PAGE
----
No Guest Found in this category
Slow-burn What Josiah Saw, starring Robert Patrick, Nick Stahl, Scott Haze and Kelli Garner, is a dark and brooding psychological thriller, exclusive to horror streaming platform Shudder.
In 2022, it can be easy for filmmakers to overdo it with VFX, but the latest offering from director Vincent Grashaw utilises practical effects to elevate the film’s more haunting aspects.
“There were a couple of things, like where there was a wire or something and we’d VFX that out or needed some lightning in the background,” he tells. “There’s a couple of times where it’s really subtle and most people probably miss it… but a lot of it is practical.”
There are so many lingering, chilling moments on screen and Grashaw reveals that there’s even more out there that didn’t make the final cut.
“Our first cut was two hours and 38 minutes, so I cut a significant amount in the edit after I assembled the whole movie and felt confident about the first fine cut,” Grashaw tells.
“I was trying at that point to get it under 2 hours, and I think at that point I got it to 1 hour, 57 [minutes] or something without credits and I was like, ‘As long as I’m under 2 hours, I’m cool.’
“It kind of requires an audience member, for this movie, to really invest in that pace for the reward at the end,” he adds. “It was funny, I was looking at the deleted scenes we sent to Shudder for the behind-the-scenes and I don’t really miss any of the deleted scenes, to be honest.”
Grashaw elaborates on the slow-burn approach to the film, which is told in three chapters. It tells the story of a damaged family reuniting at their remote farmhouse after two decades. It’s there they confront long-buried secrets and sins of the past.
“This script to me, it took you on a ride, and the effect was you were slowly being dipped in ooze and before you know it, it was too hard to get out, you’re stuck in it,” he says. “Or, like boiling water – it takes a while to see the bubbles finally but once you do, you’re like, ‘How did I get here?’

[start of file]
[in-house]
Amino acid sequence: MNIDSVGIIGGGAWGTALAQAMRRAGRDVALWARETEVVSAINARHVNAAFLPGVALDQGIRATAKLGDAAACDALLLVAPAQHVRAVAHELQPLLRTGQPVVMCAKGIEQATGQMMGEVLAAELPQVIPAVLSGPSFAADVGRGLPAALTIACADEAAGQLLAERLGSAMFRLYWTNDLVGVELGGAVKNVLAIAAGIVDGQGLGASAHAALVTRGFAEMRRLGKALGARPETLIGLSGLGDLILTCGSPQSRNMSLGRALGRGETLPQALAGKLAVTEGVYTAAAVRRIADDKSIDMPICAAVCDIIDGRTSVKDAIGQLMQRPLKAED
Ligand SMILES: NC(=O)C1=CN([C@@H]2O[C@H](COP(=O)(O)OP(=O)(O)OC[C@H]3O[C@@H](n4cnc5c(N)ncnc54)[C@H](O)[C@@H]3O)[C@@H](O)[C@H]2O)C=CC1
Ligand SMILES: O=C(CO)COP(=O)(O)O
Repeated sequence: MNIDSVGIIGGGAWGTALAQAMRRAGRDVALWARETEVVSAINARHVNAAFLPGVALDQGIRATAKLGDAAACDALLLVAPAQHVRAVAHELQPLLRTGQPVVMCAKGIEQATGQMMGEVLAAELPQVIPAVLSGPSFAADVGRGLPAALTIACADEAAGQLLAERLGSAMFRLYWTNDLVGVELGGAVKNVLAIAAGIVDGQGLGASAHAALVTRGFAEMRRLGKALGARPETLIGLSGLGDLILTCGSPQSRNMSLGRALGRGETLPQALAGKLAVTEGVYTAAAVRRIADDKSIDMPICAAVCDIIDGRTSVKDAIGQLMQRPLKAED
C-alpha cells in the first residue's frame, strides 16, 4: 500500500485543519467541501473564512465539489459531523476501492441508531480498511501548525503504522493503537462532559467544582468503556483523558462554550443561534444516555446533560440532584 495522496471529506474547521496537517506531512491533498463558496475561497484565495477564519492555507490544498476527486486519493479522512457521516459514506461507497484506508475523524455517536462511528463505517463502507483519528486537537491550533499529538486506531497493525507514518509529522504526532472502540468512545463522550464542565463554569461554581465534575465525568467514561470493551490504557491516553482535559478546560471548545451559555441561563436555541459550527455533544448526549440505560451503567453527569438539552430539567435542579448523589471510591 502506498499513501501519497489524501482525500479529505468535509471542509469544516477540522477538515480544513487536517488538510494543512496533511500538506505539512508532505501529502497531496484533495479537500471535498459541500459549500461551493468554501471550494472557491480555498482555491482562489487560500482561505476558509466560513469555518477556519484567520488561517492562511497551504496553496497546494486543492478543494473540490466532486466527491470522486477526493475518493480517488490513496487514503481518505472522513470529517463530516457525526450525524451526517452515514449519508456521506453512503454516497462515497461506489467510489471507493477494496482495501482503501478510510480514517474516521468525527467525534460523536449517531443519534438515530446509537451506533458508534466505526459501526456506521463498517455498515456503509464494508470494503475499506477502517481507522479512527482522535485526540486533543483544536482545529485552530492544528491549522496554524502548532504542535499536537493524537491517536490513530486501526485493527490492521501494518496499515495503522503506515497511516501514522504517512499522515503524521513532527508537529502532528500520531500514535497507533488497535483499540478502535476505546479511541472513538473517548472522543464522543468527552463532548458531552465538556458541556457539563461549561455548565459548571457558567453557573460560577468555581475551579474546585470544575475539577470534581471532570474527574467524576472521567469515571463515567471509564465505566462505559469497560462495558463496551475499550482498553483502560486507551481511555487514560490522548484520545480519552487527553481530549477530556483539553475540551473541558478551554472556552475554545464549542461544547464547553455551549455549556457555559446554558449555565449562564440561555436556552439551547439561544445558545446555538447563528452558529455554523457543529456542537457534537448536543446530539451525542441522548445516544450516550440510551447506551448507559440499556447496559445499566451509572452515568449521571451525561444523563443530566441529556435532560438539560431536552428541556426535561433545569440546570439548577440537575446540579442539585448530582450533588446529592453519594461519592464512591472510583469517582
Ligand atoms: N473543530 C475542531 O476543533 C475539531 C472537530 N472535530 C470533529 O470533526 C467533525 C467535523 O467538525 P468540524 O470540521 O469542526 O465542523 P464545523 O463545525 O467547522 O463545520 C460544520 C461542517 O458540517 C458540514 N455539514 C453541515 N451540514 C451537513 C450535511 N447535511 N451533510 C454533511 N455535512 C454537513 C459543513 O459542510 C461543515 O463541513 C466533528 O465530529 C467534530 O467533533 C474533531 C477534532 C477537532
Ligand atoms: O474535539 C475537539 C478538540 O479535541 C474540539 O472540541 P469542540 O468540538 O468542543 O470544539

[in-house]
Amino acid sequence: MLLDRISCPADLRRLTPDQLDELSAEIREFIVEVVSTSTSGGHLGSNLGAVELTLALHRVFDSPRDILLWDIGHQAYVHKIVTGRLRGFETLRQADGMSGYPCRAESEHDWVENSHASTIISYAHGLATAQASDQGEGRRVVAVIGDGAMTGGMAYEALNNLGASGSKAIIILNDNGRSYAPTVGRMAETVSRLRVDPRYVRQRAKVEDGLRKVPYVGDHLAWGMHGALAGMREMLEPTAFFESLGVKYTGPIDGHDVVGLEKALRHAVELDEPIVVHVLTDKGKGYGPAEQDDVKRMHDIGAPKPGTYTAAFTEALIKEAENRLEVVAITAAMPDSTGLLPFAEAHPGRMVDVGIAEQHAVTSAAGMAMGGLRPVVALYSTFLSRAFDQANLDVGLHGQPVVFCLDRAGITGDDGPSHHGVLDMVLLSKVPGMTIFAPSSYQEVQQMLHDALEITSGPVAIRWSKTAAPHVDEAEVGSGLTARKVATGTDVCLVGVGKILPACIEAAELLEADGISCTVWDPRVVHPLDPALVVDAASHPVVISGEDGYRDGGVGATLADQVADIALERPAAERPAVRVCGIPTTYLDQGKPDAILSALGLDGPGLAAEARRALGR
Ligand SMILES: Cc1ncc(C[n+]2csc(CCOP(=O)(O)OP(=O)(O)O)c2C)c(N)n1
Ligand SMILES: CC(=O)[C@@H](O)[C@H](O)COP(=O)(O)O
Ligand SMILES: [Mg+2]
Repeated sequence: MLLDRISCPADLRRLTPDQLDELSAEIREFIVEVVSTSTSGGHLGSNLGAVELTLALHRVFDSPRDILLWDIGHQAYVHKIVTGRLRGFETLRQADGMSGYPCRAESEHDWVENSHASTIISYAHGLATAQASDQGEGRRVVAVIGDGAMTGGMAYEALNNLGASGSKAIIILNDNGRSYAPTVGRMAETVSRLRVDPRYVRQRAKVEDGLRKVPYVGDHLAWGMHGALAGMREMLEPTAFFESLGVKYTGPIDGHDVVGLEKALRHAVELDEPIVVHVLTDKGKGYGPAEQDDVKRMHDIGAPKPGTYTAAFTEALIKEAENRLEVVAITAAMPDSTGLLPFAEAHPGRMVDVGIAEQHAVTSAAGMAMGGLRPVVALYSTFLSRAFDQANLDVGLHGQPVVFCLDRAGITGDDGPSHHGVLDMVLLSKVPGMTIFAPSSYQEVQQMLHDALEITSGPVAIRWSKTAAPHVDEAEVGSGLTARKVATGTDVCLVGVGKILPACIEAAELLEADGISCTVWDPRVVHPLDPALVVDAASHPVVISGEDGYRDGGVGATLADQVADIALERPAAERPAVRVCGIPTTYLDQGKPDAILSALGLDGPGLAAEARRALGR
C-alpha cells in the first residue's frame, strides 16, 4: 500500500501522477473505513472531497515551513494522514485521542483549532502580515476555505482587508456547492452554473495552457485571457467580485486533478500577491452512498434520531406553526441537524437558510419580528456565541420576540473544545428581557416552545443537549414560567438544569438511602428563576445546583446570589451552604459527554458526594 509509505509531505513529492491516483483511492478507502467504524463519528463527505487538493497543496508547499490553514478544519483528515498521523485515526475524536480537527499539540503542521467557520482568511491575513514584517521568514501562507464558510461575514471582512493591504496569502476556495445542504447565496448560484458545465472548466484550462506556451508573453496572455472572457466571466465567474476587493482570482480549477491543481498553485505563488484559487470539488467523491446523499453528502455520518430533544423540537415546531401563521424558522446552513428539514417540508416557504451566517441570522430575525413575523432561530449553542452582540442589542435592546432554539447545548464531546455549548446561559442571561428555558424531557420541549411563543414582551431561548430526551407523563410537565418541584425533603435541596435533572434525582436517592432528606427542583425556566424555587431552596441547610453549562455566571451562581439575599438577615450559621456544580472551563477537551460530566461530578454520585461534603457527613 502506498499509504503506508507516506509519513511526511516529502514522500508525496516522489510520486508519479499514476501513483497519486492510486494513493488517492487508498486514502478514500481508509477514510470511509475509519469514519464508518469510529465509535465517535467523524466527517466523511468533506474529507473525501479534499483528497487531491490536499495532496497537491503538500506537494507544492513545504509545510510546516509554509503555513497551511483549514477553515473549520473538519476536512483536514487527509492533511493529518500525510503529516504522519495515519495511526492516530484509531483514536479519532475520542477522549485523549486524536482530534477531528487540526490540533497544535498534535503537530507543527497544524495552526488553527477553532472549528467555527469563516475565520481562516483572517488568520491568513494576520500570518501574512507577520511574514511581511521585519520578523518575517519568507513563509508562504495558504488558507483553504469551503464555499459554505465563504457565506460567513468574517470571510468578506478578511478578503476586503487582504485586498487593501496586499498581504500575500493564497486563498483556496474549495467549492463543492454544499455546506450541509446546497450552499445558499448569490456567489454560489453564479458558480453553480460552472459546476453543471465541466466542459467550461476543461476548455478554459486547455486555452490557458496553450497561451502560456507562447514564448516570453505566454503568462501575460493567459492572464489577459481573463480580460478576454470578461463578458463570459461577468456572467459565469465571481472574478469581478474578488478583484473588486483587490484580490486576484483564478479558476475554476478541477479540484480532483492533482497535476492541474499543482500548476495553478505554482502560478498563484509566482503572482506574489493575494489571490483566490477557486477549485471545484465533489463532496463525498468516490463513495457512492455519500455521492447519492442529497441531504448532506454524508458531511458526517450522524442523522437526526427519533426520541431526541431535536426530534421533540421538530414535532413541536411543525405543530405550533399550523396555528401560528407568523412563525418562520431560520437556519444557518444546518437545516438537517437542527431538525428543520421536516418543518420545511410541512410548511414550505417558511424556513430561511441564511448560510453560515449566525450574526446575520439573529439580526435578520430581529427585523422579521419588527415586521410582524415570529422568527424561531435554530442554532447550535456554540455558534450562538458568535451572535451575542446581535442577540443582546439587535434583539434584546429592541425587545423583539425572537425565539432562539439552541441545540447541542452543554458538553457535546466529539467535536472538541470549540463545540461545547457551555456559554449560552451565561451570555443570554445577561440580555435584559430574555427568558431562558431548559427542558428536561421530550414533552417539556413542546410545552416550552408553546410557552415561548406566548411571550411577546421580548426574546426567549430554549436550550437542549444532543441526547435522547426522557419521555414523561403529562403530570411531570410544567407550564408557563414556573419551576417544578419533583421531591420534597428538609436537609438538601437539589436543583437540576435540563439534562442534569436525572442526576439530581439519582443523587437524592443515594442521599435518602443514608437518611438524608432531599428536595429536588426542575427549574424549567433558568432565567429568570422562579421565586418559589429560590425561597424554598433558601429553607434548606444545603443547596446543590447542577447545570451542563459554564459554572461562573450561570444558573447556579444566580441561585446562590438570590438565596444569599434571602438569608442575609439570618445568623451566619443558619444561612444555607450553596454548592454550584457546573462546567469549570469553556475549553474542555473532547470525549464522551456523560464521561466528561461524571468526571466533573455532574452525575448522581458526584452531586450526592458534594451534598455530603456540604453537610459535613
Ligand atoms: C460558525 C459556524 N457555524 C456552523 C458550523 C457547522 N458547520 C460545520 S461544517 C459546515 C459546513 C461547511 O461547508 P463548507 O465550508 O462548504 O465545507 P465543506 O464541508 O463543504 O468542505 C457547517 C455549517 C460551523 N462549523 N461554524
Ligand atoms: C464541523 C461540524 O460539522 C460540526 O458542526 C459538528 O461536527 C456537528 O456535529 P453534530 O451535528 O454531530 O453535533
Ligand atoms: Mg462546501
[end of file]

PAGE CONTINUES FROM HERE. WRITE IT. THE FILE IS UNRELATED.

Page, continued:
The score of What Josiah Saw also feels very unique and chilling. Grashaw tells that he was “living” with the film for five or six years before it was financed and so he had a lot of time to ponder key elements.
“I felt the score was going to bridge this movie together,” he says. “We may be venturing into other chapters and other tones but this score is going to bridge it.
“I pulled a lot of temp score and put it in a music cue reference script… when we hired [composer] Robert Pycior, I just handed him that PDF of the music cue script and he ran with it. I pulled a lot of Krzysztof Penderecki, Joseph Bishara – those were two big ones. [Robert] is great… he plays those instruments himself. I really wanted it to be real instruments, not synths, not from a keyboard.”
Grashaw goes on to explain how essential it was that the film felt real, in every aspect.
“The movie is grounded in a reality that is kind of more scary than any monster or ghost,” he says. “I think the way the script tackled trauma and how it basically is something you can’t cure – it’s only something you can manage – and to see how these three characters have managed over twenty-three years and where they are was a fascinating way to do it.
“Which is why I did it in chapters, to really get involved and see who they are, how they are and the lives they’re living separate from the house and see what brings them all back. The power of religion, manipulation, and figuring out which is the motive for Josiah – what is their motive, and I feel there’s two separate motives, completely different from each other and they both hold water the whole movie… I felt it would get people disagreeing.”
Grashaw reveals some of his biggest horror inspirations while working on What Josiah Saw.
“I would say, a big inspiration for the movie was this war movie called Come and See (1985). It’s a World War II movie, a Russian film – it really was the only movie I’ve ever seen that captured what it probably really is like to feel like you’re in war. It’s like a horror movie. It is a horror movie.”
He continues, “Sure, there’s been war movies like Saving Private Ryan (1998) that are really brutal and intense… but Come and See, you just never want to see it again… that really affected how I wanted to tackle this movie.
“I like a weird type of horror. Over the last five-ten years, there’s been the elevated ones like Hereditary (2018), which I like. It Follows (2014) was great and The Babadook (2014), but there’s so many really fun ones to explore. Horror’s doing so well right now.”
‘What Josiah Saw’ is now streaming exclusively on Shudder